If you’re an older adult experiencing memory lapses, lack of focus or confusion — or you have a loved one with those symptoms — it’s natural to worry about dementia or Alzheimer’s disease. A recent AARP survey found that nearly half of adults 40 and older think they will develop dementia — a share far greater than the condition’s actual prevalence.
Other treatable conditions can cause similar symptoms, and they can be easy for doctors to miss, says Ardeshir Hashmi, M.D., a geriatrician and section chief of Cleveland Clinic’s Center for Geriatric Medicine.
“Sometimes there’s just a very superficial workup, and then [the doctor says], ‘Here’s a pill for Alzheimer’s,’ ” Hashmi says. (Although there is no cure for Alzheimer’s disease, the most common form of dementia, there are several federally approved medications that can help manage its symptoms. Two medications have made it to the market that could slow the progression of Alzheimer’s, though studies measuring their effectiveness are ongoing.) “Before you make that conclusion, you should rule out all the other things that can be confused with dementia — things that are easily reversible.”
Here are some common medical problems that can be mistaken for dementia.
1. Medication interactions or side effects
If someone complains of memory problems, Hashmi says his first question is always, “Did you recently start a new medication?”
Older adults are more likely than younger people to develop cognitive impairment as a side effect of a medication, and drug toxicity is the culprit in as many as 12 percent of patients who present with suspected dementia, research shows.
Many types of prescriptions and over-the-counter drugs can affect your cognition, but the most common include those for sleep, urinary incontinence, pain, anxiety and allergies. Taking too many medications (called polypharmacy) can affect your ability to think clearly and remember things, Hashmi says.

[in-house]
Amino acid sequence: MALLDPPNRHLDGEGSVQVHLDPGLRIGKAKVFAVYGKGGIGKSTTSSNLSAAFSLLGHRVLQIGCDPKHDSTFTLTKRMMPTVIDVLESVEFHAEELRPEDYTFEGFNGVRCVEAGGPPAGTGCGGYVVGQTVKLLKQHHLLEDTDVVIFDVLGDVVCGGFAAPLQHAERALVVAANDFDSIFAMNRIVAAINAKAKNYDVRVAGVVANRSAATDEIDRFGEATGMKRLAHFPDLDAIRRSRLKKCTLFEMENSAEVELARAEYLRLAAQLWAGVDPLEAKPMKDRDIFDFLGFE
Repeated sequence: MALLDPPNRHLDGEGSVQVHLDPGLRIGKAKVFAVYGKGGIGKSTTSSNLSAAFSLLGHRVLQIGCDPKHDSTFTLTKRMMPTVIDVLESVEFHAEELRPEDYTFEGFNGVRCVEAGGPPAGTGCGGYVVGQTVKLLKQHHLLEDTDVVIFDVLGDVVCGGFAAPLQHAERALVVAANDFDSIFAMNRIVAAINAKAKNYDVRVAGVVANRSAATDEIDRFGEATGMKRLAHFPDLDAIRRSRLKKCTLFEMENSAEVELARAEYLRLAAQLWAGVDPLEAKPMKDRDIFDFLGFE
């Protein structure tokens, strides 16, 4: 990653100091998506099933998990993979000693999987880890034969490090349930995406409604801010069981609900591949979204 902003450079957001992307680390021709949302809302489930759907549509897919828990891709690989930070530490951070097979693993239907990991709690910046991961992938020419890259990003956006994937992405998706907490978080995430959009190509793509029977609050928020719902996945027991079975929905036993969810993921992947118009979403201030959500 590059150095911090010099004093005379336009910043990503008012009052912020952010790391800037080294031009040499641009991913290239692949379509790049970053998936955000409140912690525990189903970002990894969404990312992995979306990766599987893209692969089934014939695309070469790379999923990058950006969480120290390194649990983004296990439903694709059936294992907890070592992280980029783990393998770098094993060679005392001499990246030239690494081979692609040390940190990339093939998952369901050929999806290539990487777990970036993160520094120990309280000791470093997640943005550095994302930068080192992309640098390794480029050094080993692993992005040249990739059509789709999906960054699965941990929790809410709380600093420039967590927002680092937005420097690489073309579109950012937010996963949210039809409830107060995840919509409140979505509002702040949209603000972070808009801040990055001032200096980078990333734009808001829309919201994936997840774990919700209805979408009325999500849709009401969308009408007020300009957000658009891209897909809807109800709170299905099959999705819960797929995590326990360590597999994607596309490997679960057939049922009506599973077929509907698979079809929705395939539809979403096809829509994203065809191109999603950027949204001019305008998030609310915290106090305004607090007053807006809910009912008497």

An April 2023 report from the National Poll on Healthy Aging found that 82 percent of adults ages 50 to 80 take at least one prescription medication; 28 percent take five or more medications. The same report found that 80 percent of older adults taking prescription medication said they would be willing to stop taking one or more if their doctor said it was possible.
Even a prescription you’ve been on for many years can trigger confusion. The reason, Hashmi explains, is that your kidneys and liver become less effective at clearing drugs from your body as you get older, so a medication can build up in your system and cause problems.
2. A respiratory infection (including COVID-19)
Any untreated infection, Hashmi says, can cause delirium — a sudden change in alertness, attention, memory and orientation that can mimic dementia. When you have an infection, the white blood cells in your body rush to the infection site, causing a chemical change in the brain that makes some older adults feel drowsy, unfocused or confused.
Respiratory infections are harder to diagnose in people 65 and older because they are more likely to lack classic symptoms, such as a fever or a cough, Hashmi notes. In one study published in 2020 in JAMA Network Open, 37 percent of older COVID-19 patients who went to the emergency room with delirium had no typical COVID symptoms, such as fever or shortness of breath.